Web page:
The next penetrator shape studied is a star cruciform which contains a rectangular rod surrounded by four longitudinal petals. The total mass of the rod is based on the radius r and three dimensionless constants are introduced to determine the overall length and width of the rod relative to the outer radius r. The design and mathematical logic is shown in Progress In Astronautics and Aeronautics (AIAA) Vol. 194.

Future missile systems are being designed to achieve direct hits against all ballistic missile intercepts. However, there could exist missile engagement conditions where a warhead concept may be required. An aimable kinetic energy rod warhead deploys 30 times more mass in the direction of the target when compared to traditional blast fragmentation warheads. These warheads contain an inner core of high-density penetrators surrounded by explosives. Depending on the target azimuthal direction about the warhead will determine which explosive packs to detonate. The explosive packs are detonated and all the rods are deployed in the direction of the target. This aimable rod warhead concept contains a small explosive charge (C) to mass (M) ratio (C/M=0.2). The rods are deployed between 200 to 500 ft/sec and they rely on the relative engagement velocity to supply their penetration power.

The rods deployed from the aimable rod warhead randomly tumble. However, new alignment techniques discussed herein can be applied to generate a distribution of rods aligned along the relative velocity vector. These rods can now penetrate deeper into a ballistic missile payload compared to random orientated distributions.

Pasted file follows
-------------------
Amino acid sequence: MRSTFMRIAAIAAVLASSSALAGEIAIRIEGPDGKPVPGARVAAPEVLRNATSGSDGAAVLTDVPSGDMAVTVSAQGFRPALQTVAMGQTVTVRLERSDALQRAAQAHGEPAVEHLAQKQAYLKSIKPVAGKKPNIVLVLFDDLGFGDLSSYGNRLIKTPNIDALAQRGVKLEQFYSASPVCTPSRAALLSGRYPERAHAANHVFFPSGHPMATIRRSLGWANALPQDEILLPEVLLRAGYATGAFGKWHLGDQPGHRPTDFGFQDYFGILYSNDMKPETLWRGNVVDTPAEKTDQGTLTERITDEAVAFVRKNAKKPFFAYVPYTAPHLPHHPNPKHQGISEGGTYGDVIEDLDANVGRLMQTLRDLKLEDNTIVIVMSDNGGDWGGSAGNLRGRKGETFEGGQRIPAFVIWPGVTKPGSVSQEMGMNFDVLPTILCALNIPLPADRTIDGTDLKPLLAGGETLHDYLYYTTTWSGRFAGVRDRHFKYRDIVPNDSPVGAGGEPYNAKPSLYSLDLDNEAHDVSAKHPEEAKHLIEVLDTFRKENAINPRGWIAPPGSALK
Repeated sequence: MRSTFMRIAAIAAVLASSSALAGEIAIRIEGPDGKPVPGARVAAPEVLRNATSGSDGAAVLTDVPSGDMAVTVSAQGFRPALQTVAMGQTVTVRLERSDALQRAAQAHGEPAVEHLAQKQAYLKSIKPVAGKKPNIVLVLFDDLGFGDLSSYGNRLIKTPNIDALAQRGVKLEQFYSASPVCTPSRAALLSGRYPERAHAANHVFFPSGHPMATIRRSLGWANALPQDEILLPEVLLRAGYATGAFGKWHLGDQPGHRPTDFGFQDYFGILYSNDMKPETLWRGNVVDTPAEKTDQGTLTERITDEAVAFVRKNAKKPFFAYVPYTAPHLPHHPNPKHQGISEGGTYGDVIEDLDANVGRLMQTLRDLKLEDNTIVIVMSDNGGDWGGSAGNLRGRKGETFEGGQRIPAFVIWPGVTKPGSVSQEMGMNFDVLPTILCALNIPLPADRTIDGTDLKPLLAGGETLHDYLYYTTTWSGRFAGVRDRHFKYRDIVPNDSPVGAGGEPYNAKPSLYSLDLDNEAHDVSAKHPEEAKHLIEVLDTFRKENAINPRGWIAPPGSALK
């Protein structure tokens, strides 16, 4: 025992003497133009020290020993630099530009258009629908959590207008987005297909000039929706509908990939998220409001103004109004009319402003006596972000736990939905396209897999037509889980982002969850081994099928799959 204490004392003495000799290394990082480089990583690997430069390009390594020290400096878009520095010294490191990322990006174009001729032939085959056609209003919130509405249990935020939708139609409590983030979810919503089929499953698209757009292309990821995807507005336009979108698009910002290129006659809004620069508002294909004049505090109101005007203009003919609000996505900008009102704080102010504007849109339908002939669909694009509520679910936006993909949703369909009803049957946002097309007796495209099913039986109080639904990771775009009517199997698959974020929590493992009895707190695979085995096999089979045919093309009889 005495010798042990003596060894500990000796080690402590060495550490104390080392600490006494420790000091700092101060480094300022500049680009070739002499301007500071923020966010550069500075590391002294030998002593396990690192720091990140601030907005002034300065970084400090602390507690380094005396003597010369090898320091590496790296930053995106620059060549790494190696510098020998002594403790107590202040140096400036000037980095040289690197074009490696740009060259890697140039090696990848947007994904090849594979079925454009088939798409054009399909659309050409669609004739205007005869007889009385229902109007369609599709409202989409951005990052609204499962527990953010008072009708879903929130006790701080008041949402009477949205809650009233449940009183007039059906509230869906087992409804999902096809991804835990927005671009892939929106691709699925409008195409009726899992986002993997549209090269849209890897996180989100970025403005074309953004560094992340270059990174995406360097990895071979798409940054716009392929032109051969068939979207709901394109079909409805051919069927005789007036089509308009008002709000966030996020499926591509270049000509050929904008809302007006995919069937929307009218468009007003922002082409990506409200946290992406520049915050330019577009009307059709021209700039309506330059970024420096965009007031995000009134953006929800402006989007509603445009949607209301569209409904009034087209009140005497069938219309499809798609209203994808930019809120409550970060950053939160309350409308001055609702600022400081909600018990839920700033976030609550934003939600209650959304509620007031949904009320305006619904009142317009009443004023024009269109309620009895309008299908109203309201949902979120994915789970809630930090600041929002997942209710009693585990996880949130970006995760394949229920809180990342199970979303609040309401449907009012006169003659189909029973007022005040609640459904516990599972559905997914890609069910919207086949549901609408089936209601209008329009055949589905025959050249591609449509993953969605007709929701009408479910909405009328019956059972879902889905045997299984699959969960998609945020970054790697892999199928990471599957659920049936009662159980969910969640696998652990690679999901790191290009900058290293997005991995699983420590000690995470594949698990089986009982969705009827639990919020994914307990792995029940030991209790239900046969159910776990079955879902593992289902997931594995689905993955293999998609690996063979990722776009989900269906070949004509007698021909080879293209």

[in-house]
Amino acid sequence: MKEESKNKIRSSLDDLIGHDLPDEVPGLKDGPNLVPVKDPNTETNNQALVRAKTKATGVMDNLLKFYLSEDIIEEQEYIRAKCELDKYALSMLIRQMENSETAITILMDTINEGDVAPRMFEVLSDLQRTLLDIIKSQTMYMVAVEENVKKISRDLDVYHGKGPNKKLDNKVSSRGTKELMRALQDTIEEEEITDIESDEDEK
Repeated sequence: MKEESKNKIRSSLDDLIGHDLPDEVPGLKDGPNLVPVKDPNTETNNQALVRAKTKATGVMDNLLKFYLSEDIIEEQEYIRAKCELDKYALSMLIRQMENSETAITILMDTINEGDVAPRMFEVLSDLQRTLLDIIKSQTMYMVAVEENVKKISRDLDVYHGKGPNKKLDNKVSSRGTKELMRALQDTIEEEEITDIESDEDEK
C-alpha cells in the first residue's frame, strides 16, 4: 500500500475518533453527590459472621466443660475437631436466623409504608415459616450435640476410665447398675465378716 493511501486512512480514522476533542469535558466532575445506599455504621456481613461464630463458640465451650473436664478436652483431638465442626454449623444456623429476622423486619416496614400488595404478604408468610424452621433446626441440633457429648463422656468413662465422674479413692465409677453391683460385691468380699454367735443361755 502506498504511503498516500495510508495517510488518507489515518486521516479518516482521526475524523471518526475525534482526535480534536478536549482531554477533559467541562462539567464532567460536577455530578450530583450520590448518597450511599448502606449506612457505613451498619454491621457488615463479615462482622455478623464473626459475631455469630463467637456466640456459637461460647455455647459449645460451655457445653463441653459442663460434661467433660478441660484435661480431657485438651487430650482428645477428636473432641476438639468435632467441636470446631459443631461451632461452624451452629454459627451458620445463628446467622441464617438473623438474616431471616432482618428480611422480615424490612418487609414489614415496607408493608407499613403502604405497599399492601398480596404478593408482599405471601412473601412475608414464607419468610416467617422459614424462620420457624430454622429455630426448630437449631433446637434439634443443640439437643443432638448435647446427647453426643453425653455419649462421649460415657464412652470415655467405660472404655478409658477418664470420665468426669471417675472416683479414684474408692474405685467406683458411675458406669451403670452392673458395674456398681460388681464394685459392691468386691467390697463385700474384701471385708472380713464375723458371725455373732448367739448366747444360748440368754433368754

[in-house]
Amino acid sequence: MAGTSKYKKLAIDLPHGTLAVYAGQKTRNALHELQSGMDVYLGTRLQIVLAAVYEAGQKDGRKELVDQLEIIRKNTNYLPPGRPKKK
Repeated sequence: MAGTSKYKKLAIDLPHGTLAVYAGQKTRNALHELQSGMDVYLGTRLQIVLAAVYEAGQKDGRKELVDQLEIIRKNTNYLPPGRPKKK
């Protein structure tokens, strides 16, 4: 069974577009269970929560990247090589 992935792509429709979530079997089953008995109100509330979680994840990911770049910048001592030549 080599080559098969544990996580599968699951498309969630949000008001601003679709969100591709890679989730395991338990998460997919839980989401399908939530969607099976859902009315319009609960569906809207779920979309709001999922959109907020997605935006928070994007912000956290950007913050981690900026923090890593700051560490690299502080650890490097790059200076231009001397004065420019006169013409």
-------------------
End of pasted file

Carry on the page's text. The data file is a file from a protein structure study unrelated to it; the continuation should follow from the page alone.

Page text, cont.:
Our studies showed the rods of FIGS. 8-27 package more efficiently in a kinetic energy rod warhead compared to cylindrical rods. These novel shaped rods are designed with many different cross-sections, such as tristar, cruciform and triform. There also exists another class of unique cross-sectionally shaped penetrators which are star-like. These star-shaped rods contain noses that are polywedge or helical shaped. This new class of rods can be designed into many different shapes as shown in FIGS. 14-27.

These new rod concepts are compared to the baseline cylindrical rod from a packaging and penetration perspective. The packaging strategy is based on how efficient the penetrator of this invention fits into a preselected cylindrical rod volume. For example, if a 50 gm cylindrical rod with an L/D ratio of 5 is considered, then the star-shape concept is designed within these geometric volume limits.